Why are the same myths associated with blacksmiths all over the world?
By George Monbiot. Published in Country Living magazine, sometime in 1994
From the mountain where God was said to live I travelled south, across the bleached scrub of the El Barta Plains. No rain had fallen in this part of Kenya for four years, and the nomads of the Samburu tribe had fled to the upland pastures on the edges of the district. A jackal crossed the track and turned to watch me pass; otherwise I saw no sign of life. In the middle of this desolate land I came across a group of huts.
At first I thought it must have been deserted. Only the wind moved, through the stick houses and over the empty corral. But a hurried scraping noise made me turn round. A child was crawling out of one of the huts. He straightened up and ran, dodging away through the scrub.
I wandered around the wretched camp, wondering who lived there and why they had chosen the most parched and isolated corner of their land to make their home. Drifting across the mirage lakes of the savannah came a tall, shaven-headed woman in red robes, led by the boy who had fled from me.
I sat with Ntalon in the dust beside her hut and listened to her story. She was, she explained, one of the Nkunono, the abominated blacksmith clan of her tribe. She and her people had to remain apart from the other Samburu, for they were said to be polluted by malevolent powers. They could cause a wound inflicted with iron to fester, or bring about the death of a child circumcised with an iron razor. Anyone of another clan who stepped over an Nkunono’s forge would break his legs. Their isolation and pollution were reinforced by their constraint to commit what the Samburu regard as incest, by marrying only among themselves.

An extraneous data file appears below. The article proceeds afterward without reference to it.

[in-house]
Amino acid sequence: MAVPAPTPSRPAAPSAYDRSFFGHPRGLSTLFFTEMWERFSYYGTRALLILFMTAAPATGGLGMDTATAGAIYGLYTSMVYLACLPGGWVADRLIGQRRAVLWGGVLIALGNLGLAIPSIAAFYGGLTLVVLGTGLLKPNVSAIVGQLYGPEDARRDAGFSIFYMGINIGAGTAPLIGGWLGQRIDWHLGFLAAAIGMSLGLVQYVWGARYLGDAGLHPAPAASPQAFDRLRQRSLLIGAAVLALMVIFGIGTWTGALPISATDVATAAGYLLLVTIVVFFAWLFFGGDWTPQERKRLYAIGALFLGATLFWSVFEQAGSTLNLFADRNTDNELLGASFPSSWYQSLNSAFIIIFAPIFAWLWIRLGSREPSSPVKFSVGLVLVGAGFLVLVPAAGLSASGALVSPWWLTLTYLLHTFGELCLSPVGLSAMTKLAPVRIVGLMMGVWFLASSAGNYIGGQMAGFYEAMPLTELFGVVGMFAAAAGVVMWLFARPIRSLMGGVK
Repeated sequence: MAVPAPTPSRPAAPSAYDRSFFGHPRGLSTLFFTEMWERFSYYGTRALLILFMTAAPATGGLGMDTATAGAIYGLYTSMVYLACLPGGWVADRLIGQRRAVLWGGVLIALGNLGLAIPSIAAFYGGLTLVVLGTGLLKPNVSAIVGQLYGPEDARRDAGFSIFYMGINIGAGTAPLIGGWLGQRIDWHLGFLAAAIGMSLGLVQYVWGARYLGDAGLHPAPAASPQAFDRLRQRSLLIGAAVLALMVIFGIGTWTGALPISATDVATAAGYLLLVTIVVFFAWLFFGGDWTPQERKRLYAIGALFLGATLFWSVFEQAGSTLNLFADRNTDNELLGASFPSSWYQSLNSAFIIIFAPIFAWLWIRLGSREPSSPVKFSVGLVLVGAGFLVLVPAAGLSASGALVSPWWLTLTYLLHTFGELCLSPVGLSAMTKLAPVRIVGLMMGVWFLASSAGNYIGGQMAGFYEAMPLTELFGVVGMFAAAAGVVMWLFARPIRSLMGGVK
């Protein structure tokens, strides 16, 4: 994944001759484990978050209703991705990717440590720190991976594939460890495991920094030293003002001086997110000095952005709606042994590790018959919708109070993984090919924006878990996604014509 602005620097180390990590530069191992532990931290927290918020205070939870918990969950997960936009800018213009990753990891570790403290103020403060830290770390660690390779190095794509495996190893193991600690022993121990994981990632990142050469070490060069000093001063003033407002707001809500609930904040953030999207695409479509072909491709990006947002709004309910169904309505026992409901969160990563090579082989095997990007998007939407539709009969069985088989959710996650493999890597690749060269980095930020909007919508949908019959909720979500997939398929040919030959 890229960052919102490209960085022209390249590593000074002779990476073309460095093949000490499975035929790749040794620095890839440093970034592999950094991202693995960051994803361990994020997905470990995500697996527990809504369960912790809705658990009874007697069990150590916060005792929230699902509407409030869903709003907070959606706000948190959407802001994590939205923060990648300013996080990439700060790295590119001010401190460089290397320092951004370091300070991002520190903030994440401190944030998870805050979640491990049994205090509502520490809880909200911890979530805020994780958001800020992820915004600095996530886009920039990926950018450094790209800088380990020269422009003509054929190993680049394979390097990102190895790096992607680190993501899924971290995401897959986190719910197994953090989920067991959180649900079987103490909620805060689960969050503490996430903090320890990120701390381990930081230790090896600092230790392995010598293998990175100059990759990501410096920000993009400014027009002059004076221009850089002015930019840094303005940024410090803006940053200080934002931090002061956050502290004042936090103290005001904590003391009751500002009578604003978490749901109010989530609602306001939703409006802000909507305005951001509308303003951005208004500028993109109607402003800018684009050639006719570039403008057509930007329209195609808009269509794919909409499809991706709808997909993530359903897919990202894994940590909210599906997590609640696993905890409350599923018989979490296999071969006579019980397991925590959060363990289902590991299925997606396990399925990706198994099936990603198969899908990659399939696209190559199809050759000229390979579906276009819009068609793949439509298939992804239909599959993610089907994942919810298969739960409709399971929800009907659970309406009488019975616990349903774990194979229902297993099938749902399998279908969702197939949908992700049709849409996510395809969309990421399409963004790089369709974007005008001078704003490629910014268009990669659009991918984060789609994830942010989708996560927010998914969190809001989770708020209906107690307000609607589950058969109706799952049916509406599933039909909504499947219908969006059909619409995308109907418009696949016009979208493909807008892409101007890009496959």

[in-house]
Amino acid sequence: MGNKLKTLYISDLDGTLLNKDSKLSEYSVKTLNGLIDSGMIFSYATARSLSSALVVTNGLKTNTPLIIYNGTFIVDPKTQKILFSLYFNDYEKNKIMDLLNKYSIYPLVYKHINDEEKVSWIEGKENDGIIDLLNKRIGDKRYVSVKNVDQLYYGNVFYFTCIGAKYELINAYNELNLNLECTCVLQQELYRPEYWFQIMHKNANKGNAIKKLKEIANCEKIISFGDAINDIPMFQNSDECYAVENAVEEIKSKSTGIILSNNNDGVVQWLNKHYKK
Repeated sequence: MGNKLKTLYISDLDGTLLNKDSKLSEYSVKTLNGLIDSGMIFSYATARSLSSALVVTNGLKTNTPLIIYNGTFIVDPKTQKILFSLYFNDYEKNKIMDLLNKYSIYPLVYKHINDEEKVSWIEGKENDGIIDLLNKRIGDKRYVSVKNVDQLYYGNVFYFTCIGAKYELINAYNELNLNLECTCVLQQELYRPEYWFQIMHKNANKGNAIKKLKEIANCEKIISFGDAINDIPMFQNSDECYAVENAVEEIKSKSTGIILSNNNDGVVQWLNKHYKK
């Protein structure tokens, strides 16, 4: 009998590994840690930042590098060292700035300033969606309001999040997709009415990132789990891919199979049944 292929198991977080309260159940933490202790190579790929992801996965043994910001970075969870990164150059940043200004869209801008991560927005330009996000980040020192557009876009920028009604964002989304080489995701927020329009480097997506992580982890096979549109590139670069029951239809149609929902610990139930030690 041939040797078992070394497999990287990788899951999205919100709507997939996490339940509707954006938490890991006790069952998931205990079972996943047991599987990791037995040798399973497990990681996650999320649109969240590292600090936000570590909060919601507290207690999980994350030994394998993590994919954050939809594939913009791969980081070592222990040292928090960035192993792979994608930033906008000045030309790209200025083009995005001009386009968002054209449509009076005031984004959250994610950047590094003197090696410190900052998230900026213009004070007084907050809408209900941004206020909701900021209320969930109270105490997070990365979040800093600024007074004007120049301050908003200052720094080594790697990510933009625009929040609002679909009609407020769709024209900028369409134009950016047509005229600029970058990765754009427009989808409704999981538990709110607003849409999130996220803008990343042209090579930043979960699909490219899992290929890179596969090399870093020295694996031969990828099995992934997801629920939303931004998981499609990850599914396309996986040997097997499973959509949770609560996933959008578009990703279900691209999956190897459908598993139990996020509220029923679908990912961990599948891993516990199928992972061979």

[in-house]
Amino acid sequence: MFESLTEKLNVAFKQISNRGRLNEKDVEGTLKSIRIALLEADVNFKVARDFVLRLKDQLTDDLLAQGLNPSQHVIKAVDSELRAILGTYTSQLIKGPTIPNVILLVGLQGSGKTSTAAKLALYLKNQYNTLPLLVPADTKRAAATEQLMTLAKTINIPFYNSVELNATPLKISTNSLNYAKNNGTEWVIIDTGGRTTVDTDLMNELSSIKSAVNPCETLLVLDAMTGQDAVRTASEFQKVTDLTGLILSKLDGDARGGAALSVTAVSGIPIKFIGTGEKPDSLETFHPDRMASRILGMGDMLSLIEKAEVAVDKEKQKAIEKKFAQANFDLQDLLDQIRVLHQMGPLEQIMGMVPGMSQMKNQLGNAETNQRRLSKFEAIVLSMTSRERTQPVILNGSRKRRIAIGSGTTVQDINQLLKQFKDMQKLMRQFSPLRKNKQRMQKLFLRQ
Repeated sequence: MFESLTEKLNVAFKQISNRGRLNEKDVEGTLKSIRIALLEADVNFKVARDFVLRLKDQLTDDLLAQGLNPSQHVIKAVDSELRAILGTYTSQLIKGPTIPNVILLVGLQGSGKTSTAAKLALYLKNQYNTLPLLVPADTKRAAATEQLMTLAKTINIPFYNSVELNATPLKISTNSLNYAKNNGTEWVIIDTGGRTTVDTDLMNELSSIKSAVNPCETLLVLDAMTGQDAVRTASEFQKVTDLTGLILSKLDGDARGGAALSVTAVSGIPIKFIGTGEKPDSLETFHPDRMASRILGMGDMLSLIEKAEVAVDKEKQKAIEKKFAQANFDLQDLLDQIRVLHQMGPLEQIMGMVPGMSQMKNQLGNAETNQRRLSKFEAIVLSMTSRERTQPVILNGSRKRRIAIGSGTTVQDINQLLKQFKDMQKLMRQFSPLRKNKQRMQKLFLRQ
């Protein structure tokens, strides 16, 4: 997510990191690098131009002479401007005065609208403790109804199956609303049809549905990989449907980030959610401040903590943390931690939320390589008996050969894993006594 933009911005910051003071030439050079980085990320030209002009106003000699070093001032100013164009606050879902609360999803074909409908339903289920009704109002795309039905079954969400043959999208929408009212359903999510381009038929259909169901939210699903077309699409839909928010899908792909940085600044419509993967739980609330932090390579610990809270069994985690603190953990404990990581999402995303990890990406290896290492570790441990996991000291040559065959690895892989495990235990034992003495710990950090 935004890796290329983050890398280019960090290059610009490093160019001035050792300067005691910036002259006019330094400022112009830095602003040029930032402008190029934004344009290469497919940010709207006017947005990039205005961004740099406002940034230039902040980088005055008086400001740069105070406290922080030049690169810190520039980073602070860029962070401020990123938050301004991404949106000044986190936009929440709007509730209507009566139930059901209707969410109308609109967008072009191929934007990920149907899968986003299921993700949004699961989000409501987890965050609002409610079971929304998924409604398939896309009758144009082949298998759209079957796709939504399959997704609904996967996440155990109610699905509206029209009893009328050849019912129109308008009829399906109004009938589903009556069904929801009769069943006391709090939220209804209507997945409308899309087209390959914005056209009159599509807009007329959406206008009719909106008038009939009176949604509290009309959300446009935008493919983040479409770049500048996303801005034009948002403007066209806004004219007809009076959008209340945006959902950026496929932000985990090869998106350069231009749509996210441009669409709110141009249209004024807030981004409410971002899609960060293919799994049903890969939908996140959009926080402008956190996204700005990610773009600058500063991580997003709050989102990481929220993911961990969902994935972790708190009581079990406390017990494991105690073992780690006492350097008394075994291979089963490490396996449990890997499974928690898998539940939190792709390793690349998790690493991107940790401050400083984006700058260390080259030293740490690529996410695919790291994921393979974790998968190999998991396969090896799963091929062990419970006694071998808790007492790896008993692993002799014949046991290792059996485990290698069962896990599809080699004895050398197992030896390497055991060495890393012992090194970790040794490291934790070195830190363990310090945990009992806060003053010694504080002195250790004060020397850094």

As Ntalon spoke I remembered that blacksmiths are ostracised by tribes throughout Africa. But only later did I realize that, in this isolated part of Kenya, I had heard echoes of one of the most persistant themes in European folklore.
With the possible exceptions of the wolf, the raven and the crone, no one has a closer mythological connection with malevolence than the smith. One of the archetypes of northern European folklore is Wayland, the divine but evil blacksmith tutored by the trolls. He was maimed (becoming lame, like Hephaestus, the smith-god of the Greeks) and imprisoned by the legendary King Niduth, who forced him to use his magical skills to make trinkets for the court. The vengeful Wayland lured the king’s children into his forge, raped his daughter, killed his sons and turned their skulls into goblets from which the unwitting king drank. Then he fashioned himself a pair of wings and flew away cackling with delight. Throughout northern Europe his unquiet wight is said to haunt the Neolithic burial mounds reputed to be his smithies.
It is almost certainly Wayland who, in another incarnation, surfaces in the Fens of eastern England. There Will the smith, having been granted an extra life by the Devil, accumulated so much evil in his double span that he turned into the ghastly Will o’ the Wisp, the flickering blue flame of burning marsh gas.